If I find an independent company that sells softeners, what components would you tell me to make sure that it had? Does it really just all come down to the size whether it's metered demand, and the valve type?


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RE: help! water softener and ro system for my home

Hey Just,

I just came across a company (http://www.cincinnatiwatersofteners.com/water-softeners/) based of Cincinnati here that sells one softener and one softener only but they say it works great and they hardly ever have any service calls. Their unit has a Fleck Valve and is a 48,000 grain model...larger than I need but they are selling it for $599 with $300 for the install. They say that a competitor of theirs (Ohio Valley Resources) sells this same softener for around $1,200. So I'm inclined to believe I'm getting a good deal here. I have asked him for the specifics on the Valve model but no word yet. Are there any other questions I should ask?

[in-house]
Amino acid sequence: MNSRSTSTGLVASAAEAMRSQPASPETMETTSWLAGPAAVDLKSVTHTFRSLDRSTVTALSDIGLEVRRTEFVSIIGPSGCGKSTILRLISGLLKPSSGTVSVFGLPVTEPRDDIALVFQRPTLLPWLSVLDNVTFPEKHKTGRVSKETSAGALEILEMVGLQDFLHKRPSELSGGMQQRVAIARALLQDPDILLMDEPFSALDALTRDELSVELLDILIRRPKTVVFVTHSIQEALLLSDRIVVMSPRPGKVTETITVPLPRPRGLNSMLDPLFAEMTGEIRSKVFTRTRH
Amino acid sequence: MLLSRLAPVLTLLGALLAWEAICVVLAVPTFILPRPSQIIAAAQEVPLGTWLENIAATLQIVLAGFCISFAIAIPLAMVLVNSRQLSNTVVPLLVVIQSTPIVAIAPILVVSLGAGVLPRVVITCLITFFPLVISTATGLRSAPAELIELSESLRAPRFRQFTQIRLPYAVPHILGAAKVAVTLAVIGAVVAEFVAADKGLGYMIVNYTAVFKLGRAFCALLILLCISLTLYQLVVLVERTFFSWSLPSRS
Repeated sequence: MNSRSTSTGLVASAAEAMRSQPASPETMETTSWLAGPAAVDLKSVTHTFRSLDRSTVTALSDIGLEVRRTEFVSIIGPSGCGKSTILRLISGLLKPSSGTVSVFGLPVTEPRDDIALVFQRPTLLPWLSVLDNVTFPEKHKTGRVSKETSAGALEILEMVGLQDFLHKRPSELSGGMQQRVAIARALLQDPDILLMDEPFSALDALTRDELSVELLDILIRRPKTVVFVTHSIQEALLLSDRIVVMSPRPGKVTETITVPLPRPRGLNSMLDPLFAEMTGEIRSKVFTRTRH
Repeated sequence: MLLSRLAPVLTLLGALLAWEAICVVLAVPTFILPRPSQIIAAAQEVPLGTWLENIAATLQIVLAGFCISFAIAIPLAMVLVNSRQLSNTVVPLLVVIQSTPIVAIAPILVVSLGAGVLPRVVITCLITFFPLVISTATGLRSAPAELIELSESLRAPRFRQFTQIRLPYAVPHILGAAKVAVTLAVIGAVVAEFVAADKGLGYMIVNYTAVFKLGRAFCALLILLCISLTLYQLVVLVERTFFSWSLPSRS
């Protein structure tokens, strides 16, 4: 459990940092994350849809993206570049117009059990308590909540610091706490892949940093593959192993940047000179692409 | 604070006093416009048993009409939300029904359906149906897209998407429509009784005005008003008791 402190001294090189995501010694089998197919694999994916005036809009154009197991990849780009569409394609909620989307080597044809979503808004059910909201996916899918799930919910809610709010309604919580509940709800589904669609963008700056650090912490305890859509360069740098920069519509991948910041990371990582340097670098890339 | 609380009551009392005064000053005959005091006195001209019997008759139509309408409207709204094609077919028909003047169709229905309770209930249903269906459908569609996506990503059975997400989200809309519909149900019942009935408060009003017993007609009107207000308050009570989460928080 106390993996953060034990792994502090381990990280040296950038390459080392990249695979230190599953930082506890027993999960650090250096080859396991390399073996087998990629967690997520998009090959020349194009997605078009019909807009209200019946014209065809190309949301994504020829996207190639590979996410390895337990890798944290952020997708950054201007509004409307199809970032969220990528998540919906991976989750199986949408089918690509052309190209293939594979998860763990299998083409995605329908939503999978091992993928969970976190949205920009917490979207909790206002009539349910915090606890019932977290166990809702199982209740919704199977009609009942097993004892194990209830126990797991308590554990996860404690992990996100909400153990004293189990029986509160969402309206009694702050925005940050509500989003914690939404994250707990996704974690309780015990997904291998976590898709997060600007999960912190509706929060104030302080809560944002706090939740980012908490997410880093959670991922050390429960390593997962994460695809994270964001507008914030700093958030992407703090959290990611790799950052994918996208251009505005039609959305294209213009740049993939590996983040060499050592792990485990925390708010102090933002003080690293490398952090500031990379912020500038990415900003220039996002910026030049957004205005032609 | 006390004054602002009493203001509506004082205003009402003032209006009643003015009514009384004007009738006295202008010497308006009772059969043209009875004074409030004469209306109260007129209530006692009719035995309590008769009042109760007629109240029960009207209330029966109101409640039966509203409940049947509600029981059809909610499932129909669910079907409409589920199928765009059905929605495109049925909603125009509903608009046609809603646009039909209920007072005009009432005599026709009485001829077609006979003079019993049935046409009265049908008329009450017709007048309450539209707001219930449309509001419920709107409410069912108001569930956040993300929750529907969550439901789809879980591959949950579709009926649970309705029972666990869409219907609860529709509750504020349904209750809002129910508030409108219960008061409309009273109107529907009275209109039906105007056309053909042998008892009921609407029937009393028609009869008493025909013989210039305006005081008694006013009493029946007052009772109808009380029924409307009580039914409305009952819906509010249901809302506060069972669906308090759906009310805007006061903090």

He said that it only comes with a 1 yr parts and labor warranty...but again he hardly ever services them. Have you experience the same issue? That the warranty's are hardly used to begin with and are just a way to inflate the prices of softeners?

What's your take on this? Would I likely be ok without any warranty?


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RE: help! water softener and ro system for my home

Many Culligan dealersrefuse to sell parts to end users and tech literature is guarded religiously. Culligan has contracts with various OEMs to build them custom versions of parts that use proprietary parts. So. be forewarned that choosing Culligan will lock you to your local Culligan dealer and whatever they choose to charge you and whatever level of after the sale service they choose to provide. I'd only own Culligan if the only other choice was the junk that Sears, HD, WalMart, and Lowes peddles.

Many Kinetico dealers refuse to sell parts to end users and tech literature is guarded religiously. Kinetico has built up a large and loyal customer base and their products are expensive. That says something either about the quality and reliability of Kinetico products or consumer apathy... you decide.

"Does it really just all come down to the size whether it's metered demand, and the valve type?"